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Visiting Author Series brings British writer to UNG

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Quentin Falk, British film journalist, critic and author who has interviewed countless film stars from John Wayne to Cate Blanchett, will spend three days at the University of North Georgia as part of the university's Visiting Authors Series.

The series brings contemporary writers to discuss their work and offer insights about the writing and publishing process. Falk will visit UNG's Gainesville campus on April 8 and the Dahlonega campus on April 9 to meet with various groups and classes and discuss "From True Lives to True Crime: Cinema, Celebrity & The Courtroom" on both campuses.

Falk is film critic for The Catholic Herald, editor of the film magazine website Movies1, and a feature writer and book critic for the British Academy of Film and Television Arts' (BAFTA) website. His books include "Anthony Hopkins: the Biography," "Mr. Hitchcock," "Television's Strangest Moments," "Cinema's Strangest Moments," and "Albert Finney: In Character." His novel "The Musical Milkman Murder" details a real-life murder in a small British town where several popular British television crime shows are filmed.

He is a former editor of Screen International, the cinematography journal "Exposure" and the BAFTA magazine, "Academy," and been a film critic for, among others, The Daily Mail, Daily Telegraph and The Sunday Mirror. A regular pundit on television and radio, he presented a BBC TV Arena Centenary special on Graham Greene.

On April 8, Falk will visit a film class on the Gainesville campus; his lecture, which is free and open to the public, begins at 7 p.m. in the Martha Nesbitt Academic Building, room 3110.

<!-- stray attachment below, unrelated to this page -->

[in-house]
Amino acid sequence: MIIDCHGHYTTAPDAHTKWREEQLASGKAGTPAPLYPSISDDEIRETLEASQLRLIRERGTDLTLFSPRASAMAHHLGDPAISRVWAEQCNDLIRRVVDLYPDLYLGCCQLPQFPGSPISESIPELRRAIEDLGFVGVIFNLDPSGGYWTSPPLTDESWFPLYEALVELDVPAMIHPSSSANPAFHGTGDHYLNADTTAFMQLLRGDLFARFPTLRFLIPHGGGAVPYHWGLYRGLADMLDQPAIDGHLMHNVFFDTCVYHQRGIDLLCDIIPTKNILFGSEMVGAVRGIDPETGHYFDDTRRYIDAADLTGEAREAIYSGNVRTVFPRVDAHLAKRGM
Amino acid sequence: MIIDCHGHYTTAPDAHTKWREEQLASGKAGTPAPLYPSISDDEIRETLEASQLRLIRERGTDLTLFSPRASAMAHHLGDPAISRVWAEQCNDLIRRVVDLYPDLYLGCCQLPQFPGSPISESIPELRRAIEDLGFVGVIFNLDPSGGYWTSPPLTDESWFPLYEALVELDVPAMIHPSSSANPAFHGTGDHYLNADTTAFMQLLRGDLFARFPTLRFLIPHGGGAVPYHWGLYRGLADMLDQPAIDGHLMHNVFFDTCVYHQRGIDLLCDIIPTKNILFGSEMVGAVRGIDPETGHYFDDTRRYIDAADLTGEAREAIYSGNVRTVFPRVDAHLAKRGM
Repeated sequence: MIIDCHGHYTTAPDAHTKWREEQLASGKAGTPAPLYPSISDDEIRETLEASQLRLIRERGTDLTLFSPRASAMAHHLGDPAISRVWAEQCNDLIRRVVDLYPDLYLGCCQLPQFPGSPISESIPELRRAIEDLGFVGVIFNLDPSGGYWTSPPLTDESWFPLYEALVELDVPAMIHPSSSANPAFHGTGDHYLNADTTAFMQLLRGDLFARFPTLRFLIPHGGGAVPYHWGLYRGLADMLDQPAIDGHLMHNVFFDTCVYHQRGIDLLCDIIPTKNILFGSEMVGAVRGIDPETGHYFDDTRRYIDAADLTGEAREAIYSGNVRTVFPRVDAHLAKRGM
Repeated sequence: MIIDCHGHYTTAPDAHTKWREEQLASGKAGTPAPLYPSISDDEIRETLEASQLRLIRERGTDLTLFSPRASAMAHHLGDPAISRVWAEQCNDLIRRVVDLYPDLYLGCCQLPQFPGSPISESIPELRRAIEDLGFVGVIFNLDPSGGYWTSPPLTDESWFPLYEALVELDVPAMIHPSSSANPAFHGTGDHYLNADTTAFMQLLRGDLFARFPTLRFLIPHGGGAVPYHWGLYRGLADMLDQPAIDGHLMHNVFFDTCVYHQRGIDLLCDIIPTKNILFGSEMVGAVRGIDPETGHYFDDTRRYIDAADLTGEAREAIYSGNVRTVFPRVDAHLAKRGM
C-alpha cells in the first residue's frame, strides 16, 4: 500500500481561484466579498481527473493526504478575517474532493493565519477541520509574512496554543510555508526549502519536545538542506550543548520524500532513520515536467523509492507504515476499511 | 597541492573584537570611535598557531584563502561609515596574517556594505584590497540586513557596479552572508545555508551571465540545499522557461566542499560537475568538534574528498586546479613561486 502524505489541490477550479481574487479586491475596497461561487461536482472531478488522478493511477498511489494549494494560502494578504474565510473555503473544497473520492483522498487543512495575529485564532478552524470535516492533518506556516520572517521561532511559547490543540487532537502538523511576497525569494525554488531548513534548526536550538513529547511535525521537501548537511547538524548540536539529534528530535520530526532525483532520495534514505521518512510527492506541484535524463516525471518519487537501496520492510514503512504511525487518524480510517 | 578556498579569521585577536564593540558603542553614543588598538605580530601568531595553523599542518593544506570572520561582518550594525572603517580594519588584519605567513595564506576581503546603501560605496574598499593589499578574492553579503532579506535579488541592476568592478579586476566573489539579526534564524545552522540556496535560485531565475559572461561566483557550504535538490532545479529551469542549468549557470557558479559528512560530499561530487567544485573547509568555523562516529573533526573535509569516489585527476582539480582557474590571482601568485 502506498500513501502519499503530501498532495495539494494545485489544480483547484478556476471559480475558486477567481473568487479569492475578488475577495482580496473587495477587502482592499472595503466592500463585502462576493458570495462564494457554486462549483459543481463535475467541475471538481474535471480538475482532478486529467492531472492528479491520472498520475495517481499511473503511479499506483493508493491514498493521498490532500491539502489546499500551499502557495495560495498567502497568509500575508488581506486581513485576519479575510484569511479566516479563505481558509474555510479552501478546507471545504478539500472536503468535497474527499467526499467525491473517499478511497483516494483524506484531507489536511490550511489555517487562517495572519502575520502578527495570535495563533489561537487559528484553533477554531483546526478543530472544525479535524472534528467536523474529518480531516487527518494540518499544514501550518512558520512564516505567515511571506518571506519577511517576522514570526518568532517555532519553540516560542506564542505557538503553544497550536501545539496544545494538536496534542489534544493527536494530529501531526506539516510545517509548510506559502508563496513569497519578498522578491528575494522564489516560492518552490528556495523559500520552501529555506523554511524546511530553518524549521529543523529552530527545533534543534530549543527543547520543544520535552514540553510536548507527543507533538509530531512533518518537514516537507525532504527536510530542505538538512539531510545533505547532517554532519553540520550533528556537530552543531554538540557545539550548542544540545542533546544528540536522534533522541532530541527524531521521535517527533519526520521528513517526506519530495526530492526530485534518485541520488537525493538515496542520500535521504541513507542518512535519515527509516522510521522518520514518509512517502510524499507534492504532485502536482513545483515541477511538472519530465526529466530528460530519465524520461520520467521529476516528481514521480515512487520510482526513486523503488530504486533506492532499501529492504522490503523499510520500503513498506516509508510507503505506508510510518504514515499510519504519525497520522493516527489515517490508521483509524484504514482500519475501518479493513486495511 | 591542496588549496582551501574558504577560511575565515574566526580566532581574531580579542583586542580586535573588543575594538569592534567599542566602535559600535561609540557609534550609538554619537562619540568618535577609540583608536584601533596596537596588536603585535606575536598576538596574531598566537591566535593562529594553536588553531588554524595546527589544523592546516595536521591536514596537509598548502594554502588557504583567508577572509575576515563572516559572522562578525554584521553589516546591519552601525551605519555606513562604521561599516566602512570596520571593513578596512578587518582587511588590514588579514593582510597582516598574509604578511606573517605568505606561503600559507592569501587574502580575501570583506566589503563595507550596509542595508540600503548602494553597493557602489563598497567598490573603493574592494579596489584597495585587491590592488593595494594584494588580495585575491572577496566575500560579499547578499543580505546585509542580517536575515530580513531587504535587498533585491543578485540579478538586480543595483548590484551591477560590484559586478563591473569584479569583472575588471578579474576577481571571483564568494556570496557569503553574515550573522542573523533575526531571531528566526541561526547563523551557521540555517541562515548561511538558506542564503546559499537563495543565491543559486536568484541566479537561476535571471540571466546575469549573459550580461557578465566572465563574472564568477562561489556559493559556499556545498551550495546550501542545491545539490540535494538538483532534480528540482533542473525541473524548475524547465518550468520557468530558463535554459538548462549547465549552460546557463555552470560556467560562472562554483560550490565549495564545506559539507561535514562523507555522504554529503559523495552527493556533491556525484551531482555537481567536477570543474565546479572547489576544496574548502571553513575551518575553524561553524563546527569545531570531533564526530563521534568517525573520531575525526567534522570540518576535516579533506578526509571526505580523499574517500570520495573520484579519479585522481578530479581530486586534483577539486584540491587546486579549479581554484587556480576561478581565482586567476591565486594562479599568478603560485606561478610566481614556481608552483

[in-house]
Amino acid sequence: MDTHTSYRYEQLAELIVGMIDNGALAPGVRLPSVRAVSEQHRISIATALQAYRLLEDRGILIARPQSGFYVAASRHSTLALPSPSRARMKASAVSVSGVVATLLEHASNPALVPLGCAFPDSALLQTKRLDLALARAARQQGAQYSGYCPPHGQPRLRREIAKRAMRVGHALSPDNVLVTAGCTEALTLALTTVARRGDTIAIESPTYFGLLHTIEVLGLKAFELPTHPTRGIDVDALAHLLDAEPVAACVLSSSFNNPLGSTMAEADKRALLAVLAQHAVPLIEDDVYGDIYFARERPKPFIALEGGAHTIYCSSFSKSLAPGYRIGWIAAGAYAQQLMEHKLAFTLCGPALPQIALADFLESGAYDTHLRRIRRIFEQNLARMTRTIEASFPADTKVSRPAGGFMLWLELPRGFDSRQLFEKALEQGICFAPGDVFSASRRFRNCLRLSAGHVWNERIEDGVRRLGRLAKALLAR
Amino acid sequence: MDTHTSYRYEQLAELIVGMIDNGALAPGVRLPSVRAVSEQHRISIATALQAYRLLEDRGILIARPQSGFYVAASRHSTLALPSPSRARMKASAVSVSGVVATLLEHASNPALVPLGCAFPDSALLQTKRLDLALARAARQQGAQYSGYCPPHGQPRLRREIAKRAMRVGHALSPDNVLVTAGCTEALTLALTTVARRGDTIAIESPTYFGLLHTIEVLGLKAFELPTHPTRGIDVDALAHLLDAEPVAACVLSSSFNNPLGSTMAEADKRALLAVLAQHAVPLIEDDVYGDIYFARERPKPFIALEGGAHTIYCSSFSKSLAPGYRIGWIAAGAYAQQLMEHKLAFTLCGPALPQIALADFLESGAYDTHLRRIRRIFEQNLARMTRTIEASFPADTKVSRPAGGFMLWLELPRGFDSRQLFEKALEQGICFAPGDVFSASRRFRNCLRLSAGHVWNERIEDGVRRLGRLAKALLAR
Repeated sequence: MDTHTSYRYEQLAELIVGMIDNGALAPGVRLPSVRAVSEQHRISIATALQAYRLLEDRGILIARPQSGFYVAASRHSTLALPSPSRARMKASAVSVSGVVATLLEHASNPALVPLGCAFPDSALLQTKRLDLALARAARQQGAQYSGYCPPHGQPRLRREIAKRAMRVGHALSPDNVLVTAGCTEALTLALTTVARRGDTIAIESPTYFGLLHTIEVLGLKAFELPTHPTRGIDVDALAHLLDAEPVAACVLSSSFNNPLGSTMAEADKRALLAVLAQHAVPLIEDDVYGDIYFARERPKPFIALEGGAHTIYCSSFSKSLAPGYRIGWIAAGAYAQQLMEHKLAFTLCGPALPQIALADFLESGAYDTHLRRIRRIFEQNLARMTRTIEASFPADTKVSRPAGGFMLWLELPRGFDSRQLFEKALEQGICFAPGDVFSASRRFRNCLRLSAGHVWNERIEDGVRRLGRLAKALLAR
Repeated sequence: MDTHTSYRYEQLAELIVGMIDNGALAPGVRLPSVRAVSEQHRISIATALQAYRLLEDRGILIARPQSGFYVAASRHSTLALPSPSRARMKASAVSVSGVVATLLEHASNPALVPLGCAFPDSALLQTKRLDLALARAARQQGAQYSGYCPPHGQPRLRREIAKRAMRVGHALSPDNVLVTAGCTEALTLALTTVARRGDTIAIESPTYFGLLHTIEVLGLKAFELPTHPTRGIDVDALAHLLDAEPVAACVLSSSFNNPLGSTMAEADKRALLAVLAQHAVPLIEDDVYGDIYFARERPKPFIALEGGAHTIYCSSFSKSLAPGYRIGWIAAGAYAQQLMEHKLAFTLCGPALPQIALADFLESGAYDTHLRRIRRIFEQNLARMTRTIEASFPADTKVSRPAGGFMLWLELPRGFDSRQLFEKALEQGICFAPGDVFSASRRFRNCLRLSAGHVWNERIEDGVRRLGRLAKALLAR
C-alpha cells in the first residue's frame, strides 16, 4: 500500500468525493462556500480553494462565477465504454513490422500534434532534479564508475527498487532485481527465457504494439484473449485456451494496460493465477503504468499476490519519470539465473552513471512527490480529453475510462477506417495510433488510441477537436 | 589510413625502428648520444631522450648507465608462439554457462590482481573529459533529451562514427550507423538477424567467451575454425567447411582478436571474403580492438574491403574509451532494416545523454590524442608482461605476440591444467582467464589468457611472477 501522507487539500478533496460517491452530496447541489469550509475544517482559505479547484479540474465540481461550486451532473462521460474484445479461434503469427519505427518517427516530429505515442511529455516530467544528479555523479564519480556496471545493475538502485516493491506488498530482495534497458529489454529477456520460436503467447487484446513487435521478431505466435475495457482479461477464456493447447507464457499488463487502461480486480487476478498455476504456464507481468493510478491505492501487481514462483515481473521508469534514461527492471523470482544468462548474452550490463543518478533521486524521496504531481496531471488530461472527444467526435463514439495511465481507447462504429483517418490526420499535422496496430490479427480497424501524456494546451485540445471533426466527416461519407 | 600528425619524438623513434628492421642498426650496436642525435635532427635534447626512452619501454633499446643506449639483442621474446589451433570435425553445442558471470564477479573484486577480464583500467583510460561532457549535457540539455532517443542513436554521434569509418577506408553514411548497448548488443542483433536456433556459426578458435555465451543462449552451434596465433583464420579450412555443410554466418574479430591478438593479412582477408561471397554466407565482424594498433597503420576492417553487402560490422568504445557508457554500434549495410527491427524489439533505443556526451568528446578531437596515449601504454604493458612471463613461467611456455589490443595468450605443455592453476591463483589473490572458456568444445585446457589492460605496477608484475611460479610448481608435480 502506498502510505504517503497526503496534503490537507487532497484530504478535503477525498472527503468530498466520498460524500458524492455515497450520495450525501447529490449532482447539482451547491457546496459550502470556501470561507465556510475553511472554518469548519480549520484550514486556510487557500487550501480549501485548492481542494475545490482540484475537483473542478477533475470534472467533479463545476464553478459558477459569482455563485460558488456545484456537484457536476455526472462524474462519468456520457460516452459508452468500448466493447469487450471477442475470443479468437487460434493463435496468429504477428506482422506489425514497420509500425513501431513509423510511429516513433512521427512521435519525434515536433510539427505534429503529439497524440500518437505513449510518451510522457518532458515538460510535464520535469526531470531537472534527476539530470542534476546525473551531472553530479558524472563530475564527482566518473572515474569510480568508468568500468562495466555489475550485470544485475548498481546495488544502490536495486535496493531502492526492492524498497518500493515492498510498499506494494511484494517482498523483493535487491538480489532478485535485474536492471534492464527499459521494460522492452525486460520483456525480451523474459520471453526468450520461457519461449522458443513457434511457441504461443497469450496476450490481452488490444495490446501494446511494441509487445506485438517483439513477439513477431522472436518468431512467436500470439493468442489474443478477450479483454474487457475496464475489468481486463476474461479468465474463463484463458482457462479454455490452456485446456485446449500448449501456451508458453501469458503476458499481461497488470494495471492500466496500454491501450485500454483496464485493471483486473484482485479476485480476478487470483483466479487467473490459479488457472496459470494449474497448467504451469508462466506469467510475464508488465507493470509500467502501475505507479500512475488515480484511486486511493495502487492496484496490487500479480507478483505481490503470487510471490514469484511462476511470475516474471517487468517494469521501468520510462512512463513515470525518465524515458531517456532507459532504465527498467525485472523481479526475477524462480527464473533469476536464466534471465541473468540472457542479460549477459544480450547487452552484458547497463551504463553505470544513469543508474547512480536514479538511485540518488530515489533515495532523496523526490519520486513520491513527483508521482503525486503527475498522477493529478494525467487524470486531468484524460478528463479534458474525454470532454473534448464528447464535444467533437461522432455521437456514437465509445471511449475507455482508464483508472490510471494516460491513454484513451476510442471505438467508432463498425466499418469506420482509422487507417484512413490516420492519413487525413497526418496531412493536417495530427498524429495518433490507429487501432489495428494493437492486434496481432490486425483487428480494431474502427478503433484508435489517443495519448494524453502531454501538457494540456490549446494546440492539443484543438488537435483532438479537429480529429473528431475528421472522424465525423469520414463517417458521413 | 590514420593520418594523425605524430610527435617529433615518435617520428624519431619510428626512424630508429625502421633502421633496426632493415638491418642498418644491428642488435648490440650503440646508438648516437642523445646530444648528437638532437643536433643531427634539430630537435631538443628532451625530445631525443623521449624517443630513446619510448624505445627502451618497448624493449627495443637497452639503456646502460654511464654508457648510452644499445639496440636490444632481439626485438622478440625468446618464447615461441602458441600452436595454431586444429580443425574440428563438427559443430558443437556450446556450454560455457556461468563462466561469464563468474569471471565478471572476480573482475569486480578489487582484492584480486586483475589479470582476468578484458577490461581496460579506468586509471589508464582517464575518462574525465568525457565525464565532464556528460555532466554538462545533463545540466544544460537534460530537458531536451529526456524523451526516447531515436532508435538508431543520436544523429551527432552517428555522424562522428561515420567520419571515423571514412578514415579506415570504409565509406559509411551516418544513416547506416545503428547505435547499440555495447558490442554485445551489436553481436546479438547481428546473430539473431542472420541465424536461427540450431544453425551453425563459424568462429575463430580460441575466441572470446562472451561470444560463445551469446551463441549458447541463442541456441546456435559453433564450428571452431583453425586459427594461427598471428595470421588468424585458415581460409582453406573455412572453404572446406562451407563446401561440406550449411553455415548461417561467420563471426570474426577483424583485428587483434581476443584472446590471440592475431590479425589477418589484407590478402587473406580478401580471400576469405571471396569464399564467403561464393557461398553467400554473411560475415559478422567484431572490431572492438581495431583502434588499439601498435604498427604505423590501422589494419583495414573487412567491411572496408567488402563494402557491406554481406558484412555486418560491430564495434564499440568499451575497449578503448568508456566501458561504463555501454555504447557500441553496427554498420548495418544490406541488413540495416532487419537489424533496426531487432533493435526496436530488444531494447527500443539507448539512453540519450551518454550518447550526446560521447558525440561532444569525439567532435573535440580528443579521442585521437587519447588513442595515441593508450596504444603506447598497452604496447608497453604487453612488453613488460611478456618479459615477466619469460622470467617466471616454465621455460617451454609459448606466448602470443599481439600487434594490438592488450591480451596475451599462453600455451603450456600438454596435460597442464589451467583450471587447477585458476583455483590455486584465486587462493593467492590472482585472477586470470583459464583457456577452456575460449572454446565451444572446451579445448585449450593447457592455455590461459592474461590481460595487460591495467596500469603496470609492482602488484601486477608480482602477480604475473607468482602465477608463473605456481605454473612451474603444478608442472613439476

On April 9, Falk will have lunch with faculty and honors society members and visit a British literature class on the Dahlonega campus. His lecture, which is free and open to the public, begins at 7:30 p.m in the Shott Auditorium on the Dahlonega campus.

Falk's lecture touches on his latest book, "The Musical Milkman Murder," which lifts the lid on a notorious British crime in 1920 that took place in the cottage that decades later would become the writer's home for more than 45 years. In the course of his exhaustive research, Falk discovered that it was the first murder trial in the history of the United Kingdom that included women on the jury. He also uncovered an extraordinary coincidence following the case: the judge, the hangman and the most distinguished prosecution witness all subsequently committed suicide.

Falk will wrap up his visit on April 10 with a screening of the film "The Fallen Idol," adapted from celebrated British writer Graham Greene's short story "The Basement Room," in the David L. Potter Special Collections Room in the Library Technology Center on the Dahlonega campus. The screening will be followed by a question-and-answer session with Falk, who has studied Greene's films and worked with the author on his biography "Travels in Greeneland: The Cinema of Graham Greene."

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